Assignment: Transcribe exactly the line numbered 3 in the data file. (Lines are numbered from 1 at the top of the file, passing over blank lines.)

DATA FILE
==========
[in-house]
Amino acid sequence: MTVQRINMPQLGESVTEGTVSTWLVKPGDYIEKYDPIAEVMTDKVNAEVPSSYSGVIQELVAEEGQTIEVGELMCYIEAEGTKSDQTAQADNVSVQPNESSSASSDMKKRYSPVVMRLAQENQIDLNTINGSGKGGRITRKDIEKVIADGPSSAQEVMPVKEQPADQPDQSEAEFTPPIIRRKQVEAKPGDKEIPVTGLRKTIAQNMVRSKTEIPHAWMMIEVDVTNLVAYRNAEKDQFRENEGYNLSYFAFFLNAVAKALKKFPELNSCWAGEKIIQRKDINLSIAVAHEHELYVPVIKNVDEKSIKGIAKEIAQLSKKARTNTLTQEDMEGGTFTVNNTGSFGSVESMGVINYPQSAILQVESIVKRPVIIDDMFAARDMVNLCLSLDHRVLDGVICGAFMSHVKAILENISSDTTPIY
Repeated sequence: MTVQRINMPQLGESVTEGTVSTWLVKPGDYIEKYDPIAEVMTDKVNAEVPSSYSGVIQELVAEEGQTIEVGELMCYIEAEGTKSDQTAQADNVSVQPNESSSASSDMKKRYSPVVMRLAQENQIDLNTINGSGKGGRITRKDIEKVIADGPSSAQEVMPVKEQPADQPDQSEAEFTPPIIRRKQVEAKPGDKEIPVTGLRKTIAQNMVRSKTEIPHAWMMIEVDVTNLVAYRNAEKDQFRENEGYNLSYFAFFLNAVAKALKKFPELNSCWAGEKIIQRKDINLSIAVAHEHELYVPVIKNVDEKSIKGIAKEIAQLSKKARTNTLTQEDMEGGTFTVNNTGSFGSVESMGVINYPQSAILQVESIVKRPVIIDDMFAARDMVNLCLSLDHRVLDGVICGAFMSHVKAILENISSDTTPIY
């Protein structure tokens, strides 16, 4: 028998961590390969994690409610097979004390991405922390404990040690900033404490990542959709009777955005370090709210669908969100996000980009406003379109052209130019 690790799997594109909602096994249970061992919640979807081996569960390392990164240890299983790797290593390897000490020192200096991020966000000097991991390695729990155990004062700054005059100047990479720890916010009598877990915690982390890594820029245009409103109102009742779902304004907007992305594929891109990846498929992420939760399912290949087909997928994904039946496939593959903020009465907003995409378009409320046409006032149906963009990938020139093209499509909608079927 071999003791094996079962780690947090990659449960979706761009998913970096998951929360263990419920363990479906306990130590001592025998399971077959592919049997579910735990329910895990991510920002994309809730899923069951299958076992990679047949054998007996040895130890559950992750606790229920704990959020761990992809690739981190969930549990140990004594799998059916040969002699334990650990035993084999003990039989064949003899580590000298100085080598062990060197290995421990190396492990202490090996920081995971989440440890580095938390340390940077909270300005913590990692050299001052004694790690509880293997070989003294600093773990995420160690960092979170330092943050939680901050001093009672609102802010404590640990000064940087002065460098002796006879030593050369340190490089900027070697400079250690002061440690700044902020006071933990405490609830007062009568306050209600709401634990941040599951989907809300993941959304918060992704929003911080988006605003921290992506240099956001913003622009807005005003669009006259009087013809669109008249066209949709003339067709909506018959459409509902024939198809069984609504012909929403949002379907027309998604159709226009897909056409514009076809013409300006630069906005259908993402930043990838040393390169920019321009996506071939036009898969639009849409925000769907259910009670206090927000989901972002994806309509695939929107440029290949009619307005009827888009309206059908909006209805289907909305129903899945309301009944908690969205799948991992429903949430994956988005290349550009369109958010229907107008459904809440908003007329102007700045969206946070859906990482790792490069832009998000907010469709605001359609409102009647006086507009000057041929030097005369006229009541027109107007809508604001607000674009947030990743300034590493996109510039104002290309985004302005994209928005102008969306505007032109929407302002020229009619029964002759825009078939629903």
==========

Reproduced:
Repeated sequence: MTVQRINMPQLGESVTEGTVSTWLVKPGDYIEKYDPIAEVMTDKVNAEVPSSYSGVIQELVAEEGQTIEVGELMCYIEAEGTKSDQTAQADNVSVQPNESSSASSDMKKRYSPVVMRLAQENQIDLNTINGSGKGGRITRKDIEKVIADGPSSAQEVMPVKEQPADQPDQSEAEFTPPIIRRKQVEAKPGDKEIPVTGLRKTIAQNMVRSKTEIPHAWMMIEVDVTNLVAYRNAEKDQFRENEGYNLSYFAFFLNAVAKALKKFPELNSCWAGEKIIQRKDINLSIAVAHEHELYVPVIKNVDEKSIKGIAKEIAQLSKKARTNTLTQEDMEGGTFTVNNTGSFGSVESMGVINYPQSAILQVESIVKRPVIIDDMFAARDMVNLCLSLDHRVLDGVICGAFMSHVKAILENISSDTTPIY